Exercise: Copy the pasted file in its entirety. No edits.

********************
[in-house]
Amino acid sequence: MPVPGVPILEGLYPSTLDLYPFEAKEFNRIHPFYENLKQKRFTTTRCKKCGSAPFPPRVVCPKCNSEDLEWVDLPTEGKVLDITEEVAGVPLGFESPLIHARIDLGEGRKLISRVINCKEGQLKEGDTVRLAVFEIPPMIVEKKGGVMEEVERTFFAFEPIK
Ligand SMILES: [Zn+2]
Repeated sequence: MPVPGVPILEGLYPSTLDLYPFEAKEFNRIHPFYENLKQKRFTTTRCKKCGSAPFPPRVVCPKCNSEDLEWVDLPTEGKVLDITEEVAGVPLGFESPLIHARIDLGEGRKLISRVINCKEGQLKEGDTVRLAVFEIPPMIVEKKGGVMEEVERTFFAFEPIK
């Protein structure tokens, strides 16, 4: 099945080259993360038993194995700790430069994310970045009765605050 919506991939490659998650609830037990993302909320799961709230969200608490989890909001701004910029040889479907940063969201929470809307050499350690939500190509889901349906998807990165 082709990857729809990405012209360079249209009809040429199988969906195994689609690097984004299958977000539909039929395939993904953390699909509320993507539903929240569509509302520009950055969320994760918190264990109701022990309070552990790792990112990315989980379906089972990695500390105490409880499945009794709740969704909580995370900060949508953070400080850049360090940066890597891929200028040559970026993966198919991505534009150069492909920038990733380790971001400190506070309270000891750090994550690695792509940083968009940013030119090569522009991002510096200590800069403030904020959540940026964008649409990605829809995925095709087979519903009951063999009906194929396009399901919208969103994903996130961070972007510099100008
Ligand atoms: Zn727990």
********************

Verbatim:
[in-house]
Amino acid sequence: MPVPGVPILEGLYPSTLDLYPFEAKEFNRIHPFYENLKQKRFTTTRCKKCGSAPFPPRVVCPKCNSEDLEWVDLPTEGKVLDITEEVAGVPLGFESPLIHARIDLGEGRKLISRVINCKEGQLKEGDTVRLAVFEIPPMIVEKKGGVMEEVERTFFAFEPIK
Ligand SMILES: [Zn+2]
Repeated sequence: MPVPGVPILEGLYPSTLDLYPFEAKEFNRIHPFYENLKQKRFTTTRCKKCGSAPFPPRVVCPKCNSEDLEWVDLPTEGKVLDITEEVAGVPLGFESPLIHARIDLGEGRKLISRVINCKEGQLKEGDTVRLAVFEIPPMIVEKKGGVMEEVERTFFAFEPIK
């Protein structure tokens, strides 16, 4: 099945080259993360038993194995700790430069994310970045009765605050 919506991939490659998650609830037990993302909320799961709230969200608490989890909001701004910029040889479907940063969201929470809307050499350690939500190509889901349906998807990165 082709990857729809990405012209360079249209009809040429199988969906195994689609690097984004299958977000539909039929395939993904953390699909509320993507539903929240569509509302520009950055969320994760918190264990109701022990309070552990790792990112990315989980379906089972990695500390105490409880499945009794709740969704909580995370900060949508953070400080850049360090940066890597891929200028040559970026993966198919991505534009150069492909920038990733380790971001400190506070309270000891750090994550690695792509940083968009940013030119090569522009991002510096200590800069403030904020959540940026964008649409990605829809995925095709087979519903009951063999009906194929396009399901919208969103994903996130961070972007510099100008
Ligand atoms: Zn727990």